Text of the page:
Out of the dozens of surviving poems reproduced by Campbell, here is one, letting the reader draw any applications to modern intelligent design theory. Since this was written in the same year as Tyndall’s address, Maxwell probably intended a bit of levity directed against Tyndall’s advocacy of methodological naturalism. (Note: “British Asses” is a nickname for members of the British Association. “Red Lions” was “a club formed by Members of the British Association, to meet for relaxation after the graver labours of the day.”)
AT quite uncertain times and places,
The atoms left their heavenly path,
And by fortuitous embraces,
Engendered all that being hath.
And though they seem to cling together,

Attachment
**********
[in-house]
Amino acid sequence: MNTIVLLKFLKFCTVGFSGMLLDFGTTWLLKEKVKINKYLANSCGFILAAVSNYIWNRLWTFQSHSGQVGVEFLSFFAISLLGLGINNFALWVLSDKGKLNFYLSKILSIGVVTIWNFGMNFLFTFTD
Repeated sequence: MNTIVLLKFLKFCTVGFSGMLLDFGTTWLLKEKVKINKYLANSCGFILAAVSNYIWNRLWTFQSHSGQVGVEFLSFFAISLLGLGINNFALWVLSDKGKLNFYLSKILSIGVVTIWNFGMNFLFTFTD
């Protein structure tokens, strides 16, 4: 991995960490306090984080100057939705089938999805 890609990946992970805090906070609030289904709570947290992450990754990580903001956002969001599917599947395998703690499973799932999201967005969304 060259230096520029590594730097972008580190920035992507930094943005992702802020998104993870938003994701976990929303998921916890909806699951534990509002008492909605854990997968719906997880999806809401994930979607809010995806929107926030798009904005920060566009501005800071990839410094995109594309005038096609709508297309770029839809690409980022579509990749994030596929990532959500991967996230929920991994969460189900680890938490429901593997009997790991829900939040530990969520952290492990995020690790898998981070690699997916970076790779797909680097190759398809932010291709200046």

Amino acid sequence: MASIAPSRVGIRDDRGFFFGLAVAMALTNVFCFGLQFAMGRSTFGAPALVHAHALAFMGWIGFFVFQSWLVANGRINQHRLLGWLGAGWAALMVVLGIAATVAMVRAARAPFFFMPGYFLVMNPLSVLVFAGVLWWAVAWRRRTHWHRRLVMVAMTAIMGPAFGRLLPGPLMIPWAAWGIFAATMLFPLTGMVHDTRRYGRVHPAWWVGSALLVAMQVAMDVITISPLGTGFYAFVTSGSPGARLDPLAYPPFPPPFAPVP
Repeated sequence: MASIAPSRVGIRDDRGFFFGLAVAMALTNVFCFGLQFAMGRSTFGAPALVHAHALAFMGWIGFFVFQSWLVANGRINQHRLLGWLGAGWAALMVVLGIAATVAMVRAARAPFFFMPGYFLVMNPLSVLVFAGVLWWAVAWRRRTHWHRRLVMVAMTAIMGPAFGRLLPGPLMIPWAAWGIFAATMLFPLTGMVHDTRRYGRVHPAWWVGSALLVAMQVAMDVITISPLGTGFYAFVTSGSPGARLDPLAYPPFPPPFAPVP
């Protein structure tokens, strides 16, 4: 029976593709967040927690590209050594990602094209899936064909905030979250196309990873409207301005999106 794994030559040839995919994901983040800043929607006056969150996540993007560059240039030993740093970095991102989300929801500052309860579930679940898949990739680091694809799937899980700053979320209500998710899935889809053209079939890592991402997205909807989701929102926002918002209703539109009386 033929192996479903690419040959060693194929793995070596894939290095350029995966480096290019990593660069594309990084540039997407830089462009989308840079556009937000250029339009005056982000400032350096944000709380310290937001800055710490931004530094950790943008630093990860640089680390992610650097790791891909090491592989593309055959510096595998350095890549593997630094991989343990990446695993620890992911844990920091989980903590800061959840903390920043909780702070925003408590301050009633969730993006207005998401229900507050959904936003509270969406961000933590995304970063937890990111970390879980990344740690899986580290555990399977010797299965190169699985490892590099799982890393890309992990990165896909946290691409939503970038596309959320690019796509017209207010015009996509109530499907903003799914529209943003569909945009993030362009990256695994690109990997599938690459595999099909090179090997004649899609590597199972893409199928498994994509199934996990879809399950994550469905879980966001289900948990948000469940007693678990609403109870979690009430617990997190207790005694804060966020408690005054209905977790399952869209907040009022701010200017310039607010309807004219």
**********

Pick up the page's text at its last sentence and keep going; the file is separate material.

And form “associations” here,
Yet, soon or late, they burst their tether,
And through the depths of space career.
So we who sat, oppressed with science,
As British asses, wise and grave,
Are now transformed to wild Red Lions,
As round our prey we ramp and rave.
Thus, by a swift metamorphosis,
Wisdom turns wit, and science joke,
Nonsense is incense to our noses,
For when Red Lions speak, they smoke.
Hail, Nonsense! dry nurse of Red Lions,
From thee the wise their wisdom learn,
From thee they cull those truths of science,
Which into thee again they turn.
What combinations of ideas,
Nonsense alone can wisely form!
What sage has half the power that she has,
To take the towers of Truth by storm?
Yield, then, ye rules of rigid reason!
Dissolve, thou too, too solid sense!
Melt into nonsense for a season,
Then in some nobler form condense.
Soon, all too soon, the chilly morning,
This flow of soul will crystallize,
Then those who Nonsense now are scorning,
May learn, too late, where wisdom lies.
Photo: Statue of James Clerk Maxwell, Edinburgh © Ad Meskens via Wikicommons.